Manage cerebral edema, assess for Cushing’s Disease
Suppress inflammation and normal immune response. Used in inflammatory states
to decrease inflammation.
• Excreted by the liver – monitor liver profile
• Avoid in active untreated infections
• May cause CNS alterations
• May cause peptic ulcers
• May cause Cushingoid appearance (buffalo hump, moon face)
• Weight gain
• Decrease wound healing
• May elevate blood sugars
• May increase cholesterol and lipid values
Hey guys, let’s talk about dexamethasone, also known as Decadron. This is an oral medication, but it also comes in the form of an injection as you can see here. So remember when we talk about the therapeutic, this is what the drug does in the body while the pharmacologic class is the chemical effect. So the therapeutic class for dexamethasone is an antiasthmatic and a corticosteroid while the pharmacologic class is a corticosteroid. So dexamethasone works by suppressing inflammation and normal immune response. So we’ll say red hot for inflammation suppresses that. And it’s used in inflammatory states to decrease that inflammation. Dexamethasone is indicated to manage cerebral edema and also to assess for Cushing’s disease.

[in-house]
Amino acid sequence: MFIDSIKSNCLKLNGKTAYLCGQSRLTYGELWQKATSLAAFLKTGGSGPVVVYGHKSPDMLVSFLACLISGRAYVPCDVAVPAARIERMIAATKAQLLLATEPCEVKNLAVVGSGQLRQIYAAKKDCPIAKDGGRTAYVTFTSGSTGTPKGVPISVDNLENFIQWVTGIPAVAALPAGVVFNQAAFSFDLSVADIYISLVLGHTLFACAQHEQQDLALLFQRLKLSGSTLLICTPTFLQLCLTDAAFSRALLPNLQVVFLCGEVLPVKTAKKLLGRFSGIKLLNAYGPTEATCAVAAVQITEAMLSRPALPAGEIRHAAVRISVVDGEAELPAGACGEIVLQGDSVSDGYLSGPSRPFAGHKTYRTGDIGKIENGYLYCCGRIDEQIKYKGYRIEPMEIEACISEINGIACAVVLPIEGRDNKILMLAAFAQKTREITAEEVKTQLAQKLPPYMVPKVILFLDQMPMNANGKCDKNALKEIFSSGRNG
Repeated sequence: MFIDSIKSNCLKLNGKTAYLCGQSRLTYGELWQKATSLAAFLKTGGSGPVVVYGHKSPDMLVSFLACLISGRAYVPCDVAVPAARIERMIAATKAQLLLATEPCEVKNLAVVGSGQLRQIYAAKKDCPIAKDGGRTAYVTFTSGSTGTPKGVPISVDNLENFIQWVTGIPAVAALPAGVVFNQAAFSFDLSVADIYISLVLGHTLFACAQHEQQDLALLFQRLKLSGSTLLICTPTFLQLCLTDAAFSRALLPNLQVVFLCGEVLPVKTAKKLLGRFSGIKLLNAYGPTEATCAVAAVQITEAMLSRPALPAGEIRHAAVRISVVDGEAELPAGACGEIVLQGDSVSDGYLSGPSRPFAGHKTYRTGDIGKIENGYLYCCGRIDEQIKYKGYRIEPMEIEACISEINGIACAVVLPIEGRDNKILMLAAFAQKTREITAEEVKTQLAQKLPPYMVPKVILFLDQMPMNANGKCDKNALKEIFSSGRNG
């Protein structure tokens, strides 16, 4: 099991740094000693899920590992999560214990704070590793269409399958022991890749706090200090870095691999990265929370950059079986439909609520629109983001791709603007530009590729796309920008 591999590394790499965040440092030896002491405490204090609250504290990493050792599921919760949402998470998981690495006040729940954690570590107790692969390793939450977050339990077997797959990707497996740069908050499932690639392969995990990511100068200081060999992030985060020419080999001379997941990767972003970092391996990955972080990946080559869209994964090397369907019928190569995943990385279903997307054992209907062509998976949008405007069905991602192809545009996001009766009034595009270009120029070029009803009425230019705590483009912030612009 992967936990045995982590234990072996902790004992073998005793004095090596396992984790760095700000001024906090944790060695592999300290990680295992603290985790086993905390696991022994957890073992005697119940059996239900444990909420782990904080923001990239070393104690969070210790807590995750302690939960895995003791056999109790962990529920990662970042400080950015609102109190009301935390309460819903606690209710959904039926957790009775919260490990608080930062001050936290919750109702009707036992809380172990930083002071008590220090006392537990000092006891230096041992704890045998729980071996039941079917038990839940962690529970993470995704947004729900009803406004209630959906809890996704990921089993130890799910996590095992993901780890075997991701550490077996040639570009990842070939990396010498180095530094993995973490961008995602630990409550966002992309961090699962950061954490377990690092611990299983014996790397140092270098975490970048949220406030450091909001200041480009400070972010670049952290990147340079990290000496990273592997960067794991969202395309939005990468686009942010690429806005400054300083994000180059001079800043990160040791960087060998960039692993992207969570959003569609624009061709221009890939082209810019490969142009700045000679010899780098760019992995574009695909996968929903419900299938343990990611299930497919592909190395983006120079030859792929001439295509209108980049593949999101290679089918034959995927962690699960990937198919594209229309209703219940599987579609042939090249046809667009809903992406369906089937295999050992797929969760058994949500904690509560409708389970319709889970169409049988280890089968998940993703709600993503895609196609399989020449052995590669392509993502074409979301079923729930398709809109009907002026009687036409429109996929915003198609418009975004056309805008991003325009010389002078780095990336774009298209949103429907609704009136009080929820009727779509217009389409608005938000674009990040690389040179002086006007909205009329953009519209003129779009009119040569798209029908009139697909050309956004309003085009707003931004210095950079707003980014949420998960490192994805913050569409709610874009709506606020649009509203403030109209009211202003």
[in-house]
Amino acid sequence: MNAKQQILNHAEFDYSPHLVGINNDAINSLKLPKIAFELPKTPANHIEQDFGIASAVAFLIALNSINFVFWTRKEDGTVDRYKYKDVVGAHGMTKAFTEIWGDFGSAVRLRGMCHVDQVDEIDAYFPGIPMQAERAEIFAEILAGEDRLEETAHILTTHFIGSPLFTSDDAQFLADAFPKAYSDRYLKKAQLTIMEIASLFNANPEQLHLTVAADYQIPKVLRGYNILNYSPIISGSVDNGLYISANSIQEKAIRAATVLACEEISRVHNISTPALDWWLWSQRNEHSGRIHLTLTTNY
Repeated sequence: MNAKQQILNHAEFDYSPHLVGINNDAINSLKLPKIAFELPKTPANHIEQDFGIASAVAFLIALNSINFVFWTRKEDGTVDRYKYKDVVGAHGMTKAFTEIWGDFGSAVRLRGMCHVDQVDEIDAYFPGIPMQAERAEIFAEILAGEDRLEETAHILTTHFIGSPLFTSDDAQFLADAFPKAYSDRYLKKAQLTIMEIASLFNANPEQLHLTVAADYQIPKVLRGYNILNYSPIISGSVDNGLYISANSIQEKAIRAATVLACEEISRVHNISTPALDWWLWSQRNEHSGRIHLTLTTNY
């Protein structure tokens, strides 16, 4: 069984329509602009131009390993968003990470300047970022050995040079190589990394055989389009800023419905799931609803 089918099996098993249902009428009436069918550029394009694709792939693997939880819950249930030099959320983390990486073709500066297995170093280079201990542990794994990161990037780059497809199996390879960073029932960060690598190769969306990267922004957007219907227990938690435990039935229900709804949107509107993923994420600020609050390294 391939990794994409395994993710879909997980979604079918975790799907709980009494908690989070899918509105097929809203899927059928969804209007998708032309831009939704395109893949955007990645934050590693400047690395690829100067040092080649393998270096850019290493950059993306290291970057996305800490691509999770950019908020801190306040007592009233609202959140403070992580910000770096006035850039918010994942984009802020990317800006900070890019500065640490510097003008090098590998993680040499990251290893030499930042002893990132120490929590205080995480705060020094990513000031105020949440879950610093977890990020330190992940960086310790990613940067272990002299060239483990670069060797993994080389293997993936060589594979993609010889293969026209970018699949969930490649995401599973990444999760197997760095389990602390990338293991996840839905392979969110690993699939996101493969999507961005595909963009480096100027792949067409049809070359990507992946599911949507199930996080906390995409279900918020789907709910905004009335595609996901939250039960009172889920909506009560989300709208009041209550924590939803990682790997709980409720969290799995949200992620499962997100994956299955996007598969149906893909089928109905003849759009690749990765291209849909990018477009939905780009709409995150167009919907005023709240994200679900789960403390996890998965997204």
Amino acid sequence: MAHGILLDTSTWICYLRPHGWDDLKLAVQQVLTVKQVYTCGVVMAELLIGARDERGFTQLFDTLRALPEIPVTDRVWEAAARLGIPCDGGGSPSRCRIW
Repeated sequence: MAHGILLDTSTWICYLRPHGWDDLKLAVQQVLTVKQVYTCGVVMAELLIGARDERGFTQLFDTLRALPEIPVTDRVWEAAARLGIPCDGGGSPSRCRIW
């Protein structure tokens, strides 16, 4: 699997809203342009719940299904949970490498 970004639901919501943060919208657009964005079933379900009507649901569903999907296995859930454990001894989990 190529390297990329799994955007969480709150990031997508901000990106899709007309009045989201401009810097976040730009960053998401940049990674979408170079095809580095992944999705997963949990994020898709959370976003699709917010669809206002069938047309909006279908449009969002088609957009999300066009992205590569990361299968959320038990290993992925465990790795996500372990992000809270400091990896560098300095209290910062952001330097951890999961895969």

So some of the side effects that we see with dexamethasone or corticosteroids, in general, are weight gain. And I know being a nurse, I always hear patients say how much weight they have gained from taking steroids. So you’re probably going to hear this too. Also, we see elevated blood sugars and that cushingoid appearance, which is that moon face or that Buffalo hump. So let’s take a look at a few nursing considerations for dexamethasone. Dexamethasone may cause CNS alterations, peptic ulcers, osteoporosis, and decreased wound healing. The patient’s liver profile must be monitored as dexamethasone is excreted by the liver. Dexamethasone can increase cholesterol and lipid values. So keep this in mind with patients who might already have this issue. Avoid in patients who have active eye untreated infections and teach the patient to report weight gain and any non-healing wounds that they may have to their provider. So as a surgical nurse, we use dexamethasone a lot; it’s given to decrease swelling and inflammation after oral surgery, or if the patient was a difficult intubation, possibly tonsillectomies, or even for postoperative nausea and vomiting. That’s it for dexamethasone or Decadron. Now go out and be your best self today. And as always happy nursing.